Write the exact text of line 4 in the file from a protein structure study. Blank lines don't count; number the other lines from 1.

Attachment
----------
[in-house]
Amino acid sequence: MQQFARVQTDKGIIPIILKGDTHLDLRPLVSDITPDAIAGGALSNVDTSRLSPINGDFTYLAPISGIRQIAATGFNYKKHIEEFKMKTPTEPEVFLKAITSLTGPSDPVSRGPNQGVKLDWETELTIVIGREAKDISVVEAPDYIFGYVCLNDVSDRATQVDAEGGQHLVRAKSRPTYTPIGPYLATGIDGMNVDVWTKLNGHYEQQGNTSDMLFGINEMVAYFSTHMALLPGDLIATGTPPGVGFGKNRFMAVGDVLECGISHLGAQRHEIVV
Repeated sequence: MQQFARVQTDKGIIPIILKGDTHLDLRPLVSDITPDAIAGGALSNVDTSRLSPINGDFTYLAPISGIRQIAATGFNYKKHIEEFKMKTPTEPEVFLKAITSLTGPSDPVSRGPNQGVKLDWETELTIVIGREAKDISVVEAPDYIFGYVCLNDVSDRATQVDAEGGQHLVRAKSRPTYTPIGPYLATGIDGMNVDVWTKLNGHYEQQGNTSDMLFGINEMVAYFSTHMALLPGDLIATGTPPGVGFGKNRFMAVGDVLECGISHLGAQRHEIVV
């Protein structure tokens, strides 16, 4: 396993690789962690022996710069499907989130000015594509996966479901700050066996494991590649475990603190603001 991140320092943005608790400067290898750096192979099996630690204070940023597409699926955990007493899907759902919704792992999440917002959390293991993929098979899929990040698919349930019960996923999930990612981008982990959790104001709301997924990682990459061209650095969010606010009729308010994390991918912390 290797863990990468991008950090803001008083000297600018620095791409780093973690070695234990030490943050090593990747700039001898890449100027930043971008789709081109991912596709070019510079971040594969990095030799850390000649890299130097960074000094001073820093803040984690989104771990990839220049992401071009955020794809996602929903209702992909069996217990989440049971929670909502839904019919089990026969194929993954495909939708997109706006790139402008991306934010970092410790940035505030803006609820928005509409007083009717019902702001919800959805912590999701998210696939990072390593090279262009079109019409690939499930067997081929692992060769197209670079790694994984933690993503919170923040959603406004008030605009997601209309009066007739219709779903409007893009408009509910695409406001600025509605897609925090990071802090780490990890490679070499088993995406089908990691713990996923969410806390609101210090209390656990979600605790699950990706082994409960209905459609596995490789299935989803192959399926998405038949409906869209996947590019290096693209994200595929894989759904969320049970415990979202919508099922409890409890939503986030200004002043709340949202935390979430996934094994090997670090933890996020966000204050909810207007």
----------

């Protein structure tokens, strides 16, 4: 396993690789962690022996710069499907989130000015594509996966479901700050066996494991590649475990603190603001 991140320092943005608790400067290898750096192979099996630690204070940023597409699926955990007493899907759902919704792992999440917002959390293991993929098979899929990040698919349930019960996923999930990612981008982990959790104001709301997924990682990459061209650095969010606010009729308010994390991918912390 290797863990990468991008950090803001008083000297600018620095791409780093973690070695234990030490943050090593990747700039001898890449100027930043971008789709081109991912596709070019510079971040594969990095030799850390000649890299130097960074000094001073820093803040984690989104771990990839220049992401071009955020794809996602929903209702992909069996217990989440049971929670909502839904019919089990026969194929993954495909939708997109706006790139402008991306934010970092410790940035505030803006609820928005509409007083009717019902702001919800959805912590999701998210696939990072390593090279262009079109019409690939499930067997081929692992060769197209670079790694994984933690993503919170923040959603406004008030605009997601209309009066007739219709779903409007893009408009509910695409406001600025509605897609925090990071802090780490990890490679070499088993995406089908990691713990996923969410806390609101210090209390656990979600605790699950990706082994409960209905459609596995490789299935989803192959399926998405038949409906869209996947590019290096693209994200595929894989759904969320049970415990979202919508099922409890409890939503986030200004002043709340949202935390979430996934094994090997670090933890996020966000204050909810207007």